Skip to content

When will I get my 2022 tax refund?

With another COVID-19 variant surging, Americans may see more delays during the next tax season.

Many people were awaiting the return to normalcy following the spread of Delta, and just in general since the start of the pandemic.

Now, with Omicron spreading, that seems much less likely to happen.

Many people were hoping to have a normal tax year with normal deadlines.

Related: Between $1,502 and $5,980 in stimulus payments to go out in 2022, here’s how to qualify


While that may not happen entirely, it should not be as messy as last year.

Many are wondering when it is they’ll receive their refund, something that usually only takes around two weeks.

Last year people waited months for their refunds, and some are still waiting.

Here is what 2022 tax season could look like

The process for filing taxes for the year 2021 in 2020 may end up being more complicated due to paperwork.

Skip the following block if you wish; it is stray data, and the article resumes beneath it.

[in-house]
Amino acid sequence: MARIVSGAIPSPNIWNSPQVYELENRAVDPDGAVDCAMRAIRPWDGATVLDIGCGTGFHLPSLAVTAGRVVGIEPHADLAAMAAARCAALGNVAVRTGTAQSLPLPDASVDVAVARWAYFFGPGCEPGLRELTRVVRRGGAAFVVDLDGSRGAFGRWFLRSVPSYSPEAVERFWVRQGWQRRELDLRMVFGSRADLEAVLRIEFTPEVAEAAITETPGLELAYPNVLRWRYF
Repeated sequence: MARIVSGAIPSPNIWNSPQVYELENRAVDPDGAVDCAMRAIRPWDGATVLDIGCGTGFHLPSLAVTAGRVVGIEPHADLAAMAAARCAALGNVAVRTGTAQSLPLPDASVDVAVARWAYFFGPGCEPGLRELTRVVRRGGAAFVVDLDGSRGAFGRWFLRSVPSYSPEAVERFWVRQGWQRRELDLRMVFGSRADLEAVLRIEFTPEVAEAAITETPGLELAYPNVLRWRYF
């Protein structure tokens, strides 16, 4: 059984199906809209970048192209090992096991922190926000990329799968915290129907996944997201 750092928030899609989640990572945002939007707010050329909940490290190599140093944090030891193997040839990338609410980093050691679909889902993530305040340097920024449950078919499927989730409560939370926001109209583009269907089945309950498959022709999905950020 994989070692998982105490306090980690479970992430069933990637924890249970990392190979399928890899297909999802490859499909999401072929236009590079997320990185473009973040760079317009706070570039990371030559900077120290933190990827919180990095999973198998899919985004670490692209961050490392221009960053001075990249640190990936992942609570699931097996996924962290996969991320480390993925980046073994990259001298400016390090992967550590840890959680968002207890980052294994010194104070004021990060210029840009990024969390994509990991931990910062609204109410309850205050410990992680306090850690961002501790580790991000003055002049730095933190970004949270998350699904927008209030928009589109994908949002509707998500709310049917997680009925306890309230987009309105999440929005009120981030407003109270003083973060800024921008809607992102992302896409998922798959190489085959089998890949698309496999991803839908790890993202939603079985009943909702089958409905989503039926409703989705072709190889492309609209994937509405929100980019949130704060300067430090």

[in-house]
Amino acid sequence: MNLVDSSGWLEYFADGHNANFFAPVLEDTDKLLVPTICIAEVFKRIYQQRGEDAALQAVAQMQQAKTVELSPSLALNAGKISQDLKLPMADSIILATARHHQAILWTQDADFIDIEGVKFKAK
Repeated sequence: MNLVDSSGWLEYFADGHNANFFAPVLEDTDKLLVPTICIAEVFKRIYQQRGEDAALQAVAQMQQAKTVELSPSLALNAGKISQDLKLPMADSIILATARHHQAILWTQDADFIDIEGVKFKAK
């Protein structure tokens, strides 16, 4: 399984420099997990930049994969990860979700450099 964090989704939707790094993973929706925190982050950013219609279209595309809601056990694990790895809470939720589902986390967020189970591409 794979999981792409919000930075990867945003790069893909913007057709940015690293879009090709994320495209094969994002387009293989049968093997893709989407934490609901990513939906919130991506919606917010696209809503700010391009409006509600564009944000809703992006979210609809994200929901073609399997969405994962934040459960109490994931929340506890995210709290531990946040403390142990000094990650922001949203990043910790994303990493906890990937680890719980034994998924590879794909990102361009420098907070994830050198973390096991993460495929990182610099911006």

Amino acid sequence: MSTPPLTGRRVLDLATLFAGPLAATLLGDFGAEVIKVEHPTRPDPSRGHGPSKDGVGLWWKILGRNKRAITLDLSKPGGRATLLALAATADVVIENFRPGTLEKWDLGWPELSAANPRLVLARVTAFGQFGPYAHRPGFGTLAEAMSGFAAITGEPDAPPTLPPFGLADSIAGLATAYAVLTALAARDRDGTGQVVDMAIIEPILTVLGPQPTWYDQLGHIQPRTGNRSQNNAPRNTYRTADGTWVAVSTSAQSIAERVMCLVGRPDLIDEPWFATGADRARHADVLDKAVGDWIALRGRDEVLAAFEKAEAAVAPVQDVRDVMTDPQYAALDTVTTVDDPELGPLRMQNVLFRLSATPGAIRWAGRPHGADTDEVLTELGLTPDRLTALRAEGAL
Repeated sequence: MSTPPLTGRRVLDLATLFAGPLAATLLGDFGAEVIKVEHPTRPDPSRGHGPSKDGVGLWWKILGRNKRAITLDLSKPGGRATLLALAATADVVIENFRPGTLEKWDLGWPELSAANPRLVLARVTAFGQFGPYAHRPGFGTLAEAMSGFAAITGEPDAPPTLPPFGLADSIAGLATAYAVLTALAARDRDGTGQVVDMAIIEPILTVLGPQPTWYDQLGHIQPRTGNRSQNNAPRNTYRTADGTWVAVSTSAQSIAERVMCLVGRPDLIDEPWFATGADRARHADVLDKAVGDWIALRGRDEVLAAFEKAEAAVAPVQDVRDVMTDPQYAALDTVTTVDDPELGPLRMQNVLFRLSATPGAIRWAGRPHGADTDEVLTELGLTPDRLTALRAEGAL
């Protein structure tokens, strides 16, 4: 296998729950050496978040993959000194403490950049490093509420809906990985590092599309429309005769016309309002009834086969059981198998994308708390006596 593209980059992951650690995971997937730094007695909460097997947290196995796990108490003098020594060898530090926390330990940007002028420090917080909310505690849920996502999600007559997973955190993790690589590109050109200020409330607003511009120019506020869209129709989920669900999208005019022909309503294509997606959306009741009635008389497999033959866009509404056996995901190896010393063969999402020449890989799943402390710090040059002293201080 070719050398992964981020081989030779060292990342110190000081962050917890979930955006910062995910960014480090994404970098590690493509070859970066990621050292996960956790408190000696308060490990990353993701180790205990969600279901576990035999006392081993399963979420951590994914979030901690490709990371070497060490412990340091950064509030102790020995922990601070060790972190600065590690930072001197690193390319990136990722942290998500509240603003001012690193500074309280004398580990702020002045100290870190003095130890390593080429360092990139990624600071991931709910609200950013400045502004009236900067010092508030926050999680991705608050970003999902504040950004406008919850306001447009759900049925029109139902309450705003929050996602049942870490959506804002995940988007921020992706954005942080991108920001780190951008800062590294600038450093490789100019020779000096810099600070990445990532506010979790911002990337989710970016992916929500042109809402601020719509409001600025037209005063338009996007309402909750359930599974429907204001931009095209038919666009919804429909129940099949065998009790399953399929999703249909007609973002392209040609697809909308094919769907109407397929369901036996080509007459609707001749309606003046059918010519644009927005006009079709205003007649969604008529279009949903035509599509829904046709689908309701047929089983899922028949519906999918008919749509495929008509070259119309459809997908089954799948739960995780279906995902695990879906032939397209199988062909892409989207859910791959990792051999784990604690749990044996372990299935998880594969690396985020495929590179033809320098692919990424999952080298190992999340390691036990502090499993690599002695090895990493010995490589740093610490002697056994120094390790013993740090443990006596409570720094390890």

Related: Child tax credit payments have ended, but stimulus checks will continue being sent into 2022

[connatix-video-ad]

In 2021 families received stimulus checks and advanced payments on their child tax credits.

This all needs to be accounted for.

Tax returns should be ready by Friday, April 15 in anticipation of that being the deadline.

The estimated time it takes to receive a refund could be up to three weeks.

Related: Saver’s credit could give you a $2,000 free tax break in 2022


Before the pandemic, returns were accepted as early as the last week of April, but new laws may be passed to change that.

It may delay the time the IRS will start accepting refunds by one or two weeks.

If that’s the case, refunds won’t start showing up for people until the end of February or beginning of March.

The extensions given since the start of the pandemic are unlikely to carry over into 2022.

Related: Millions will see surprise $125 stimulus refund for the first time in almost ten years, is one yours?


When you get your refund also depends on other factors, like how early you file (the earlier the better), and which credits you plan to claim.

The earned income tax credit and child tax credit can make refunds take longer while the IRS verifies the validity of these claims.

Filing electronically instead of by mail will ensure a quicker refund.

If you have debts owed to the federal government, you may not see a refund.



Categories: News

Top